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How Can I Find Discontinued Cosmetics?

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  • Written By: S. McNesby
  • Edited By: Daniel Lindley
  • Last Modified Date: 27 October 2016
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Discontinued cosmetics still offer plenty of appeal to consumers and are worth seeking out if you have a favorite shade or formula. Just because cosmetics are called discontinued doesn't necessarily mean they are old or out of date; most are simply pushed aside to make room for new shades and offerings. Looking for discontinued cosmetics at drug and department stores, cosmetics warehouse stores, and via online research can yield great results. Cosmetics manufacturers or direct sales representatives can be excellent sources for discontinued items as well.

Some cosmetics companies offer customers the opportunity to purchase discontinued items for up to two years after an item has been removed from the active product line. Contacting the company directly is one way to see if discontinued cosmetics are still available. Department store brands like Estee Lauder, Clinique, and Lancome also sell discontinued cosmetics online, while drugstore brands like Revlon and L'Oreal continue to sell and ship discontinued cosmetics and colors until they run out of stock.

Some online beauty businesses routinely stock discontinued cosmetics; a quick Internet search of the item in question can often identify an outlet with extra stock. Searching the brand name along with the item's name and color will likely yield the most accurate results. One advantage of buying discontinued cosmetics online is that all the legwork can be done without leaving home.

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Don't overlook local pharmacies and big-box stores in the search for a discontinued item. When a manufacturer decides to discontinue an item, it simply stops producing it. The discontinued color or formula is not recalled and may very well be in stock on the shelves of a local store. Calling ahead is a good way to save some travel time; most stores know what they have in inventory and can send a clerk to verify the presence of the item when asked.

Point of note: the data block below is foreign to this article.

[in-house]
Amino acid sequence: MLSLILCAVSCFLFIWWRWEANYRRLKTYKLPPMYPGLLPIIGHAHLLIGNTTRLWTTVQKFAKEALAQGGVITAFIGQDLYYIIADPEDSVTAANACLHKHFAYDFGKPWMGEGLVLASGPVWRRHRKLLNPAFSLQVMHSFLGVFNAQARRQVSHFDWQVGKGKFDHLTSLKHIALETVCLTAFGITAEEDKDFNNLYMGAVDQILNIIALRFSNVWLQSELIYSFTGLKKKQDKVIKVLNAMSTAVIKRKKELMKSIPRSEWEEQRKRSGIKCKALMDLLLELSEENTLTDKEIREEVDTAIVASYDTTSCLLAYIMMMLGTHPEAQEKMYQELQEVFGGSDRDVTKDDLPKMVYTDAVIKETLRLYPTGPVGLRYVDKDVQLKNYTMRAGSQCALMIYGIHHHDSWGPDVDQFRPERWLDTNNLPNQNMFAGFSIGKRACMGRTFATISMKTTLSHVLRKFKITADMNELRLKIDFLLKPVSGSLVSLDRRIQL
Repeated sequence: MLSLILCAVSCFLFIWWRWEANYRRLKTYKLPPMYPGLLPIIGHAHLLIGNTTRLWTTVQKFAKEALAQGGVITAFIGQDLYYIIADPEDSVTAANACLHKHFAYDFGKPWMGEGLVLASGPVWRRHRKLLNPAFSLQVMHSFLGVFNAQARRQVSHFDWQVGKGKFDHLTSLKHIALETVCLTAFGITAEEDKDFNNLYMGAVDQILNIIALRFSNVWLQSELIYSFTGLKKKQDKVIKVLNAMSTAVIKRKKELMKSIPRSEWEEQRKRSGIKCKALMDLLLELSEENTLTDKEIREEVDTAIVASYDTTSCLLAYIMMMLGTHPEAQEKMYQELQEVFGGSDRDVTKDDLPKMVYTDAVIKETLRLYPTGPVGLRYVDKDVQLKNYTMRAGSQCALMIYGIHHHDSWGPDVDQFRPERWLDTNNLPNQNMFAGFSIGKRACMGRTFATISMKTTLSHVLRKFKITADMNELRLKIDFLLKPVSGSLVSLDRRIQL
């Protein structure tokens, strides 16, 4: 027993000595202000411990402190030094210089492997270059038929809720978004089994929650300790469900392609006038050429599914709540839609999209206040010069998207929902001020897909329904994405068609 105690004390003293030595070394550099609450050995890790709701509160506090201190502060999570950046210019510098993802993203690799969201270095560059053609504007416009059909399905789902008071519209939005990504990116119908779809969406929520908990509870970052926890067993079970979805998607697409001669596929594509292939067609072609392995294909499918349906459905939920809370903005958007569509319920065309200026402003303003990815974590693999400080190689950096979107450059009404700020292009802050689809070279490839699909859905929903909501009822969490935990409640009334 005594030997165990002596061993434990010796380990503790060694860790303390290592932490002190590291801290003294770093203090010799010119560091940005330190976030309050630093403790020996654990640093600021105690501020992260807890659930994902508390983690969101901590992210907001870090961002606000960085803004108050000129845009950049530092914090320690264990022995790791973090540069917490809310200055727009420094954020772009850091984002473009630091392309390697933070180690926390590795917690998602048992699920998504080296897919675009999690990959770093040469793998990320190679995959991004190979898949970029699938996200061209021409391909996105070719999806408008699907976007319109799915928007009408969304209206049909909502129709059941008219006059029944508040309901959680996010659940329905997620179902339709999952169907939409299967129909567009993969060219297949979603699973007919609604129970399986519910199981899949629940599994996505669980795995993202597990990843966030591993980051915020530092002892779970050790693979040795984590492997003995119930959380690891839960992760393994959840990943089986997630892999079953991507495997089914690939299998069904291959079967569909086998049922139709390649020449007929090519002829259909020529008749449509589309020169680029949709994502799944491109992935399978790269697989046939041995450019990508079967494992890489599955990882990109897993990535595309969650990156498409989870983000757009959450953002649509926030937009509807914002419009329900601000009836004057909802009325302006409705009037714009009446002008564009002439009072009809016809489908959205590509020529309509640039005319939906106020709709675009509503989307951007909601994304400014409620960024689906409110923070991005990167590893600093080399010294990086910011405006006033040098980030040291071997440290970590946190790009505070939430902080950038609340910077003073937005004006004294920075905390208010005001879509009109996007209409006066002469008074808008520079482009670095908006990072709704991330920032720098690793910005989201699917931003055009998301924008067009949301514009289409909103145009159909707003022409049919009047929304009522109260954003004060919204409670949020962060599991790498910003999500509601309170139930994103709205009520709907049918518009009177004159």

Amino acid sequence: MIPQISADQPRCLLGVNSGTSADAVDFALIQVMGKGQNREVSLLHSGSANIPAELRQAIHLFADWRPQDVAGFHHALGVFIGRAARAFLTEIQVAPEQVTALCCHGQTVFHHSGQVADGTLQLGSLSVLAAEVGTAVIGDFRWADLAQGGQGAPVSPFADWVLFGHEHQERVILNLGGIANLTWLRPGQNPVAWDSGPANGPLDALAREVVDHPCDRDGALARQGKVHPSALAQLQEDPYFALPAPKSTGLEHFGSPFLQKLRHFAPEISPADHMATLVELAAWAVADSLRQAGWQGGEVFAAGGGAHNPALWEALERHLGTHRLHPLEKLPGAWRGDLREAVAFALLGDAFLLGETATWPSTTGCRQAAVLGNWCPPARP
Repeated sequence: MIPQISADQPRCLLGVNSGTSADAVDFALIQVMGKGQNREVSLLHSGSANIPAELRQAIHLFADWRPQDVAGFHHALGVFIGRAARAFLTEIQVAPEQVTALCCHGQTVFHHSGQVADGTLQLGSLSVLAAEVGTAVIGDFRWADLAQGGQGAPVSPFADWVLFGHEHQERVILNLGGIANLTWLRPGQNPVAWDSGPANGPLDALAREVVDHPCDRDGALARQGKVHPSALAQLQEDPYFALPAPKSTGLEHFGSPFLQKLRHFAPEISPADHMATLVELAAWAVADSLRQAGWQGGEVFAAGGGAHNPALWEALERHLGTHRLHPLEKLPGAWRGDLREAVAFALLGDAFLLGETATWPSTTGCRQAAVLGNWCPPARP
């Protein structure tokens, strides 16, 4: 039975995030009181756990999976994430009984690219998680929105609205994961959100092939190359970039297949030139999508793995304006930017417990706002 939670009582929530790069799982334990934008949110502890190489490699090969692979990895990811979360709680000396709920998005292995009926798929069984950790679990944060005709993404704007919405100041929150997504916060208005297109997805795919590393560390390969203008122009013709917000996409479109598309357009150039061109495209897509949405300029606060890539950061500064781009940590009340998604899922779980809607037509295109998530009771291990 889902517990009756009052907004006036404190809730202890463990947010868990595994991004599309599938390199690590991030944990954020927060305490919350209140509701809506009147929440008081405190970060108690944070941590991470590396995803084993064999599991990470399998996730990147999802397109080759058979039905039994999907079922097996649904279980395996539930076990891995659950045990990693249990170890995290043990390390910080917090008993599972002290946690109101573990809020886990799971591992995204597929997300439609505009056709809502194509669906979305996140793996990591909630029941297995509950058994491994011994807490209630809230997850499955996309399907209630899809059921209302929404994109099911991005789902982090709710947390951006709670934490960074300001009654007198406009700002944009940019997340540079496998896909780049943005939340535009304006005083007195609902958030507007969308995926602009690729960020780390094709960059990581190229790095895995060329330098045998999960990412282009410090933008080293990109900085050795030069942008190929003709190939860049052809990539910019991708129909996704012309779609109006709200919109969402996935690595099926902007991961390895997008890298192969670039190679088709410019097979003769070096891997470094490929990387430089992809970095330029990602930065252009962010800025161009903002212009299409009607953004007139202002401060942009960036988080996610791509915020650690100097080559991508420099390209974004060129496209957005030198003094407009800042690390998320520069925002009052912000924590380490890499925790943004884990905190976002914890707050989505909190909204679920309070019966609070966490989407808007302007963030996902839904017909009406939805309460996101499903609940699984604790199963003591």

For direct-sales cosmetics brands like Mary Kay and Avon, an independent sales representative may have items in stock. Even if an individual's sales rep doesn't have a discontinued color or formula in stock, she can likely track it down. Every direct sales organizations has multiple sales representatives, and they are usually more than happy to make a sale — and clear a discontinued item from their inventory.

Once a discontinued item has been located, resist the impulse to overbuy. Cosmetics have a definite shelf life, which varies by the type of item and the manufacturer. Buying a dozen of a discontinued shade may be a great way to stock up, but if the makeup expires before it can be used, it is a waste of money.

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Rundocuri
Post 2
Also, Heavanet, if you find cosmetics that have been discontinued for a very long time, it's probably not a good idea to use them. I saw a brand for sale online last week that hasn't been produced for at least ten years.
Heavanet
Post 1

Cosmetics definitely have a longer shelf life than is usually indicated on the package, but there are some signs you should look for before you use them. If they are discolored, cracked, or have a strange smell, they aren't worth the discounted prices.

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